Culsans is a two-headed Etruscan god of doorways, doors, and death. The "two-headed door god" thing makes him similar to Janus and Portunes of Roman Mythology, and in fact the Romans appropriated him via Interpretatio Romana. The Romans decided the figure the Etruscans knew as Culsans was also the figure they knew as Janus. However, there are a few distinct differences, that would likely matter to an ancient Etruscan:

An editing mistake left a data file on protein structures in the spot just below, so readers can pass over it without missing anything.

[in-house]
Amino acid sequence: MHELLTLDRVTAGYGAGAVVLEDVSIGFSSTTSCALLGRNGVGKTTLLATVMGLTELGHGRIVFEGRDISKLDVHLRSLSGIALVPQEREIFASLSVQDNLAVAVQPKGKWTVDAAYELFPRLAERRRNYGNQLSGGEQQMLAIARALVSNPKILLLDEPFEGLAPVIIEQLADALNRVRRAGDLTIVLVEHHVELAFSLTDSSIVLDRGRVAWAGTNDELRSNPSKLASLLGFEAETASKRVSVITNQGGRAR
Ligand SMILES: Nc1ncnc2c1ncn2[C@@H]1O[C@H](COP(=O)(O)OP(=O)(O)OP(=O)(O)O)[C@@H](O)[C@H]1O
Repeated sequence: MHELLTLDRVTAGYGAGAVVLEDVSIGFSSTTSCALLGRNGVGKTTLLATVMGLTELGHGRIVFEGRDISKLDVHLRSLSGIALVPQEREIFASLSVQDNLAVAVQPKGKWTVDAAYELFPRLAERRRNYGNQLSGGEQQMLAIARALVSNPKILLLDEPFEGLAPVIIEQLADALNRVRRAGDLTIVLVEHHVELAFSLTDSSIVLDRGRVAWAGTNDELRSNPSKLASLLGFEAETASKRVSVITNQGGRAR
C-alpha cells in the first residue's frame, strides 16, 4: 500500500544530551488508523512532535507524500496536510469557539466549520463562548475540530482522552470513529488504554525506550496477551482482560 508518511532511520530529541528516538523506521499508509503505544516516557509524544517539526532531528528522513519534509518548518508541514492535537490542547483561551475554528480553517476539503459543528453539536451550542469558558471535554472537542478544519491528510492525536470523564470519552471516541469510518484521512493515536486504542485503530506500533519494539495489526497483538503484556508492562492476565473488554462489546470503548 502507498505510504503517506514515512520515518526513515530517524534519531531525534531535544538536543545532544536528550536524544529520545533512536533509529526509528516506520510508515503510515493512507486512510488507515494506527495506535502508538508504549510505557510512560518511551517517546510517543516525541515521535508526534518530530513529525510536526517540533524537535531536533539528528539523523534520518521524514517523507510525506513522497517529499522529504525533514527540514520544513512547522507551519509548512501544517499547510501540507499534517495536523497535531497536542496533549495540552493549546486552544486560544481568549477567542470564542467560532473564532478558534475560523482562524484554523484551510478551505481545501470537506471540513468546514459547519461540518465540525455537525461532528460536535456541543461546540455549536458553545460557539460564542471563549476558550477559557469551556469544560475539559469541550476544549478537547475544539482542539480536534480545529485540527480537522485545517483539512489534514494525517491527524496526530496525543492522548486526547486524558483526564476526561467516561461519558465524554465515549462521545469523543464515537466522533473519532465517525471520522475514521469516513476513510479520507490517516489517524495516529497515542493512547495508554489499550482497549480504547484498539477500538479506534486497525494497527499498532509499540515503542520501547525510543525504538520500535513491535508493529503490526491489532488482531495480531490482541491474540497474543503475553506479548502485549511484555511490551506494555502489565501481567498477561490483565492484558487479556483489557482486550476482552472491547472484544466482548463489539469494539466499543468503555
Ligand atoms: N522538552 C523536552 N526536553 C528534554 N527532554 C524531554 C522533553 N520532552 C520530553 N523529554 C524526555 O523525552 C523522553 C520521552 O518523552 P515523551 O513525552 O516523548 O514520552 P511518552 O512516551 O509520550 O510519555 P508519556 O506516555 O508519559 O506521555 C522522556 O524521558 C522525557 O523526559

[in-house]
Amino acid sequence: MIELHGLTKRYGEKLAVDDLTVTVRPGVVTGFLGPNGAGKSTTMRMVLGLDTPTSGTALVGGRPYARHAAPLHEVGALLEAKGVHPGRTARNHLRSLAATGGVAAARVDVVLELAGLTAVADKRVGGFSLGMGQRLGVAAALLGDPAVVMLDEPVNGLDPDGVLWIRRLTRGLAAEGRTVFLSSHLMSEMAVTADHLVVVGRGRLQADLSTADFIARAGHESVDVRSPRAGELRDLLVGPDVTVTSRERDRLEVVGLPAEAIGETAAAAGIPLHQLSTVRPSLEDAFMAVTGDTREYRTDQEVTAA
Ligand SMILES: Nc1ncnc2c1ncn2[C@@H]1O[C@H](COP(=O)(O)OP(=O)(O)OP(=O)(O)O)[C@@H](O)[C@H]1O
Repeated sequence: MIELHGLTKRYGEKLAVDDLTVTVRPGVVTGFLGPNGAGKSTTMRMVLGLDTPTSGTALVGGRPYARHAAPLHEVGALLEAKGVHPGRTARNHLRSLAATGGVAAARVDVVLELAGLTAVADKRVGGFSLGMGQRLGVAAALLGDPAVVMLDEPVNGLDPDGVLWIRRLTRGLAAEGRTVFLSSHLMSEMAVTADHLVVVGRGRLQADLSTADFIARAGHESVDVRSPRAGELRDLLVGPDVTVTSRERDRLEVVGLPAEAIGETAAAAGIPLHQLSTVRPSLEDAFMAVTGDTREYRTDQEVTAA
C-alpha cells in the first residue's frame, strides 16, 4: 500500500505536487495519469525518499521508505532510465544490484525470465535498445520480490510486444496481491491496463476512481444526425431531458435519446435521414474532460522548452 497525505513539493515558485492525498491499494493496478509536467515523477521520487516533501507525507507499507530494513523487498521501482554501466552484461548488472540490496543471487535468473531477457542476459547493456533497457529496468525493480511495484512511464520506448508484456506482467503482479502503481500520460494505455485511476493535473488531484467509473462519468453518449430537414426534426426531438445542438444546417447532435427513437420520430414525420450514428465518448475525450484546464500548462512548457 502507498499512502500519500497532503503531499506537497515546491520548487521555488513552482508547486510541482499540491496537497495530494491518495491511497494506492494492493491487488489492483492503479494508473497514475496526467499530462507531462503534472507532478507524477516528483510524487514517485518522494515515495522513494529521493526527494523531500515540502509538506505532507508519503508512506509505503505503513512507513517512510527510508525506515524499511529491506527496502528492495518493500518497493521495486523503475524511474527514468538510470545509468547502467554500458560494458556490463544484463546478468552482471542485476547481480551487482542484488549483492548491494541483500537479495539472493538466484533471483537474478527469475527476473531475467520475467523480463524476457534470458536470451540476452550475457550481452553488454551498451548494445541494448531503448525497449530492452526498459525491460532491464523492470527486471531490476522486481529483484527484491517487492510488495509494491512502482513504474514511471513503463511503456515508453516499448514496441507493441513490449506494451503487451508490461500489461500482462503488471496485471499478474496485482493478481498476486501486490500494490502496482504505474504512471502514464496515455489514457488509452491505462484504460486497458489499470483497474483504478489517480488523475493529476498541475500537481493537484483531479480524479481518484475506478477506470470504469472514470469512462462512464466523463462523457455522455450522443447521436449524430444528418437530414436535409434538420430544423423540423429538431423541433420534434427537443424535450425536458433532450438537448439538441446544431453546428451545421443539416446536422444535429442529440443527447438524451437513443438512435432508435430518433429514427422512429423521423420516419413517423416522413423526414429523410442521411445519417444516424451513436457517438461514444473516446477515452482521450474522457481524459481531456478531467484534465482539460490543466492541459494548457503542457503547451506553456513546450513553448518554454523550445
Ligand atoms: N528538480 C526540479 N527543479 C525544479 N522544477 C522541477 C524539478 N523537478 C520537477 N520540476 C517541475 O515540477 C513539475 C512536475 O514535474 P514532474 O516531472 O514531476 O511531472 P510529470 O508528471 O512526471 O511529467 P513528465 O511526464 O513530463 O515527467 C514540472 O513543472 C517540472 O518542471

- Culsans is, like many Etruscan deities, a god of the underworld, and thus may have other death-themed powers and responsibilities.
- Culsans' two heads are always both presented as youthful, whereas the two heads of Janus are depicted as one youthful and one aged. Culsans' heads may be less metaphorical or dualistic in nature, and more solidly physiological.
- Culsans is often accompanied by his scissors-toting, bare-breasted companion Culsu. The nature of their relationship is poorly understood, but they seem to possibly guard the gates of the underworld together.